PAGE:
“Let’s get to work,” she said.

I found a legal pad and a couple of pens and we set out across the neighborhood, going door-to-door to find out who needed what, and who had something to share. I dropped off a commuter mug of coffee at Gene’s on the way.

We decided to limit ourselves to the western chunk of Happy Valley, west of 21st Street – about what we thought we could canvass in a day.

Things weren’t as bad as I thought they might be, but they were none too good. Families were banding together, moving in with each other in some cases, sharing cooking fires and camp stoves and hauling water.

The water situation had gotten a bit better: People were filling rain barrels in the creek and hauling them out on pickup trucks, a job made easier by the dirt road improvised a couple of days ago. The rain barrels were set up around the neighborhood for people to share. There were several at the firehouse. The EMTs had a walk-in clinic too.

Food was a lot more spotty. Some people had pantries stocked with canned goods, pasta, rice – they were getting square meals. Other people were already down to peanut butter and crackers, handfuls of cornflakes. Parents with babies were frantic. They were improvising with dish rags and hand towels as diapers, but some of them needed formula.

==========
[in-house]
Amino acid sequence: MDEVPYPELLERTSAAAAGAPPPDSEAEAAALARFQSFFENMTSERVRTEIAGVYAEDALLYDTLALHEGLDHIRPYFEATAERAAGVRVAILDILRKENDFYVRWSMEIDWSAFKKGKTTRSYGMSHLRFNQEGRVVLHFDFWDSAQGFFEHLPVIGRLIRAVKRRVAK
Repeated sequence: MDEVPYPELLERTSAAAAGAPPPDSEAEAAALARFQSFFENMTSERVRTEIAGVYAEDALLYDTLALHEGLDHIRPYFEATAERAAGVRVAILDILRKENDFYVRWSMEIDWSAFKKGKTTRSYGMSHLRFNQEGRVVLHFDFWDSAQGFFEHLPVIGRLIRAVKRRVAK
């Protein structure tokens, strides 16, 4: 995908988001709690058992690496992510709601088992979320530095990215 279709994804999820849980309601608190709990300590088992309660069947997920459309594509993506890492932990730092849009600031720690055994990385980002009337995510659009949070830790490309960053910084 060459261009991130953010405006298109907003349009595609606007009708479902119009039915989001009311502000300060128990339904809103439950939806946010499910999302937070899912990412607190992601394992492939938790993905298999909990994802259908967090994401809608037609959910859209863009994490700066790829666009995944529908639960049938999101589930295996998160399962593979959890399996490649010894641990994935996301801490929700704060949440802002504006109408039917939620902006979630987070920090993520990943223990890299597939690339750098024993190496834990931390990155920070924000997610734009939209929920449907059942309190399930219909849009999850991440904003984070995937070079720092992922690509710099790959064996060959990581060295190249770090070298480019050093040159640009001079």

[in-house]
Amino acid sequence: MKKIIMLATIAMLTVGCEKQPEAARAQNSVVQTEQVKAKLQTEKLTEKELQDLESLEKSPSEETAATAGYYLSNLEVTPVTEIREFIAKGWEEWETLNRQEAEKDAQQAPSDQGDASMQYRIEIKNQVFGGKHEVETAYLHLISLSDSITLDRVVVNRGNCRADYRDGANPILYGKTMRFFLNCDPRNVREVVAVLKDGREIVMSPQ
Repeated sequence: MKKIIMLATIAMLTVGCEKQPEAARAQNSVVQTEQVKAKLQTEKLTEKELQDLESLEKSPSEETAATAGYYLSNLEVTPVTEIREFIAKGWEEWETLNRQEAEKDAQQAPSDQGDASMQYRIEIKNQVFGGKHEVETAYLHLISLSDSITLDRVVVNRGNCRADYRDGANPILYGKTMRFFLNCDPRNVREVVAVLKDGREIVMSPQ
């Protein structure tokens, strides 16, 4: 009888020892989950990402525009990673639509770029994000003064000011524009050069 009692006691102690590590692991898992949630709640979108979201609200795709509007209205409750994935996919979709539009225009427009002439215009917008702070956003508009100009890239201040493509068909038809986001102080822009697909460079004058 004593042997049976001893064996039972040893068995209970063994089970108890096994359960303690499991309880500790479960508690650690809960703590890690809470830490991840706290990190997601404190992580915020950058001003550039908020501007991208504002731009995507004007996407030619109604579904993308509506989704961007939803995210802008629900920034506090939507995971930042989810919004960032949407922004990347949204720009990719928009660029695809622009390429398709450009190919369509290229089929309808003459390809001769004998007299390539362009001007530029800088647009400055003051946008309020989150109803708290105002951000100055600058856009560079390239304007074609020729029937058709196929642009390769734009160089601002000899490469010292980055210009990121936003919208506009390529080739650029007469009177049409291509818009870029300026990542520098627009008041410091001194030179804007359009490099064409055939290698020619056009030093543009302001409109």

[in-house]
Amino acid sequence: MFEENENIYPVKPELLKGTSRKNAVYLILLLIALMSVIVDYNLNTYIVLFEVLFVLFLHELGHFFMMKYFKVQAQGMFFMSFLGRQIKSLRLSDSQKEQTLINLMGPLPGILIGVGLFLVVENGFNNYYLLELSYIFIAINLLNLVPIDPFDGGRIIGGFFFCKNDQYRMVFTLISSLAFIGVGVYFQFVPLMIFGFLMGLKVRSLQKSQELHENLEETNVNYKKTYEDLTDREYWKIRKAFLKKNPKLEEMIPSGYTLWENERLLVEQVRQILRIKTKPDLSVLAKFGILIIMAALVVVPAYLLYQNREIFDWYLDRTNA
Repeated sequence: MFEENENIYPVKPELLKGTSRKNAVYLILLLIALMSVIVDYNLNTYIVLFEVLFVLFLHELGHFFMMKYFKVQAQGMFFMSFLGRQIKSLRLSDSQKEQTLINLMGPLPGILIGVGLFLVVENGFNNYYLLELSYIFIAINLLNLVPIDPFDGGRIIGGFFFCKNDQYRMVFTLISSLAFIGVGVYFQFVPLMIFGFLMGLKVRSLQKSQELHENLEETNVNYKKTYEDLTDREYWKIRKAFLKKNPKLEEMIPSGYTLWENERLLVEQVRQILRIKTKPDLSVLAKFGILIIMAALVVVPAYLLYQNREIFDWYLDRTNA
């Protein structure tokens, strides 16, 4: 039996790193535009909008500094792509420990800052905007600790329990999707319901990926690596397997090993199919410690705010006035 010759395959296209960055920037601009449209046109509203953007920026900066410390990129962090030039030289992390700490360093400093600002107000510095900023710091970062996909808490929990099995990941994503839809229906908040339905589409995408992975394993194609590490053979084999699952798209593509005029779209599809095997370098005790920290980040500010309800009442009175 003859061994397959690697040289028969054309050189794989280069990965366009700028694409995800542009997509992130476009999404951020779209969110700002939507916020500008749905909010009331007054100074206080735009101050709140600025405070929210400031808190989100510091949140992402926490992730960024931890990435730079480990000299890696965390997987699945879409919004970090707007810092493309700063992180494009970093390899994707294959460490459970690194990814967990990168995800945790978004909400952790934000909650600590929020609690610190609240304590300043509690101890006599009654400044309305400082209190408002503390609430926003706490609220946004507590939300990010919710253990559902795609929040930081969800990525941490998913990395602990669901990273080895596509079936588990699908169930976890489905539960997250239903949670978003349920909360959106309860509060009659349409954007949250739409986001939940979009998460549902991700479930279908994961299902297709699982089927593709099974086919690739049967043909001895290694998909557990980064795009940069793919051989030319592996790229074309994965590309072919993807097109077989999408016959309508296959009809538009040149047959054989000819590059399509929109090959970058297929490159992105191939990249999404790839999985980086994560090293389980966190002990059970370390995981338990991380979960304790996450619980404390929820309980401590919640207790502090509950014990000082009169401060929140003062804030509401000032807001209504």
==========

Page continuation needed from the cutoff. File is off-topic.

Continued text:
We took down their addresses and told them we would do our best to get something to them.

In some blocks, everybody seemed to know everybody else, and they were taking care of each other. In other blocks, people were holed up in their houses, wary and more than a little panicky.

Most people wanted to know what was going to happen next, when help would arrive, when the lights might come back on. We had no information to give them.

A couple of people seemed to think we were looking for people to rob. They slammed their doors in our faces. Not unreasonable, I thought. Why should they trust us?

I was also glad to see a couple of helmeted cops on bikes, roaming the neighborhood. They wanted to know what we were up to. We told them. They checked our IDs and wrote down our names.

“Thanks,” I said. “Can you tell us anything? We’ve been on our own for three days, putting out our own fires, chasing bad guys. When is it going to get better?”

“Wish I knew,” one of the officers said. “We’re up against it same as you are. Things are messed up from Vancouver Island clear down into California. Lots of people need help, and there isn’t enough help for everybody. It could be awhile yet.”